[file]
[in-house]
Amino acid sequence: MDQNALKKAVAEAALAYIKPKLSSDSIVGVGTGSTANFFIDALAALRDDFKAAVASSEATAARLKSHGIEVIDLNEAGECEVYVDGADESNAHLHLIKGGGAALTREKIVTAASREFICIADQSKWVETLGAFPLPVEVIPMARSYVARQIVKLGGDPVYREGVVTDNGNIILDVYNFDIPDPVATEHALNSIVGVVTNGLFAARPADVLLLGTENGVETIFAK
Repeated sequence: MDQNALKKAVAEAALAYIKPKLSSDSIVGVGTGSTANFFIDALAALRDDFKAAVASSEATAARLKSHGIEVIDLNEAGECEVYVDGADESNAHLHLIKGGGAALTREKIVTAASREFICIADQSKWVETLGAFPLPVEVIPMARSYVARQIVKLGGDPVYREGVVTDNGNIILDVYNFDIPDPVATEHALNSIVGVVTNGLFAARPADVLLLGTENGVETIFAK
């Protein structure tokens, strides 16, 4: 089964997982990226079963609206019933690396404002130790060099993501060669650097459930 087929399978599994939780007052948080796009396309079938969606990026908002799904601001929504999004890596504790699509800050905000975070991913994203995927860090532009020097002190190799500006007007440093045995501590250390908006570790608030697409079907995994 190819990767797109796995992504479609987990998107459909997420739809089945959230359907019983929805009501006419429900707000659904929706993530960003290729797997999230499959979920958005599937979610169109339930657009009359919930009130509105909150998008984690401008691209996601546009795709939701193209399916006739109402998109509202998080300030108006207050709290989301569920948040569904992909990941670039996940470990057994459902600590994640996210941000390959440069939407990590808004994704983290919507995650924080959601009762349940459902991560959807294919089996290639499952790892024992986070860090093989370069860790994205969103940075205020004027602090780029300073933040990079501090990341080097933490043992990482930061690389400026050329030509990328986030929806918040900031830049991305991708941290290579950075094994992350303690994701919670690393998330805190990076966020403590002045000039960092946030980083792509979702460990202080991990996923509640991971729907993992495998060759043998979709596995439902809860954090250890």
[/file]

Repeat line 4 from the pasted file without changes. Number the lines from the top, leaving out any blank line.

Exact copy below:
């Protein structure tokens, strides 16, 4: 089964997982990226079963609206019933690396404002130790060099993501060669650097459930 087929399978599994939780007052948080796009396309079938969606990026908002799904601001929504999004890596504790699509800050905000975070991913994203995927860090532009020097002190190799500006007007440093045995501590250390908006570790608030697409079907995994 190819990767797109796995992504479609987990998107459909997420739809089945959230359907019983929805009501006419429900707000659904929706993530960003290729797997999230499959979920958005599937979610169109339930657009009359919930009130509105909150998008984690401008691209996601546009795709939701193209399916006739109402998109509202998080300030108006207050709290989301569920948040569904992909990941670039996940470990057994459902600590994640996210941000390959440069939407990590808004994704983290919507995650924080959601009762349940459902991560959807294919089996290639499952790892024992986070860090093989370069860790994205969103940075205020004027602090780029300073933040990079501090990341080097933490043992990482930061690389400026050329030509990328986030929806918040900031830049991305991708941290290579950075094994992350303690994701919670690393998330805190990076966020403590002045000039960092946030980083792509979702460990202080991990996923509640991971729907993992495998060759043998979709596995439902809860954090250890």